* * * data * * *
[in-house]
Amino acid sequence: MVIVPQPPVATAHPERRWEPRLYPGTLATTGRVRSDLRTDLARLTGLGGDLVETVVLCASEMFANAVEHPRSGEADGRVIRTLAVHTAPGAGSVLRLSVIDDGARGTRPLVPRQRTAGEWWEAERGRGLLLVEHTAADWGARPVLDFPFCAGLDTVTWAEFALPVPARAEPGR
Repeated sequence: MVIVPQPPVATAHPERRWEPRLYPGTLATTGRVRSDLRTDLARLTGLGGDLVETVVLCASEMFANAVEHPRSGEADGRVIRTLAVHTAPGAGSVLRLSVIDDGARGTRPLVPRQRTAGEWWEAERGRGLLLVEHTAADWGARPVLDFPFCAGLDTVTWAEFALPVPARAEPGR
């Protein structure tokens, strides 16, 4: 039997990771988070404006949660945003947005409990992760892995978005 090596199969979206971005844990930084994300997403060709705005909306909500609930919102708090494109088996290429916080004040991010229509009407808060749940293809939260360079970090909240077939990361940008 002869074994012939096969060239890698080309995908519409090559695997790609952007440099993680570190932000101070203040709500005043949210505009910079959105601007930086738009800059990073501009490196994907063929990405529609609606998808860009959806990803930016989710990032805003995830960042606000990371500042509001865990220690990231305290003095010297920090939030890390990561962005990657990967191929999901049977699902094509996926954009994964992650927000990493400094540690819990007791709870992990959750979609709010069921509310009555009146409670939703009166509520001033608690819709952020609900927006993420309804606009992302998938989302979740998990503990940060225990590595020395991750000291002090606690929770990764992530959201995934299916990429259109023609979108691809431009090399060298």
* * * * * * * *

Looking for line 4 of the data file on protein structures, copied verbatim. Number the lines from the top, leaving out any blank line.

């Protein structure tokens, strides 16, 4: 039997990771988070404006949660945003947005409990992760892995978005 090596199969979206971005844990930084994300997403060709705005909306909500609930919102708090494109088996290429916080004040991010229509009407808060749940293809939260360079970090909240077939990361940008 002869074994012939096969060239890698080309995908519409090559695997790609952007440099993680570190932000101070203040709500005043949210505009910079959105601007930086738009800059990073501009490196994907063929990405529609609606998808860009959806990803930016989710990032805003995830960042606000990371500042509001865990220690990231305290003095010297920090939030890390990561962005990657990967191929999901049977699902094509996926954009994964992650927000990493400094540690819990007791709870992990959750979609709010069921509310009555009146409670939703009166509520001033608690819709952020609900927006993420309804606009992302998938989302979740998990503990940060225990590595020395991750000291002090606690929770990764992530959201995934299916990429259109023609979108691809431009090399060298």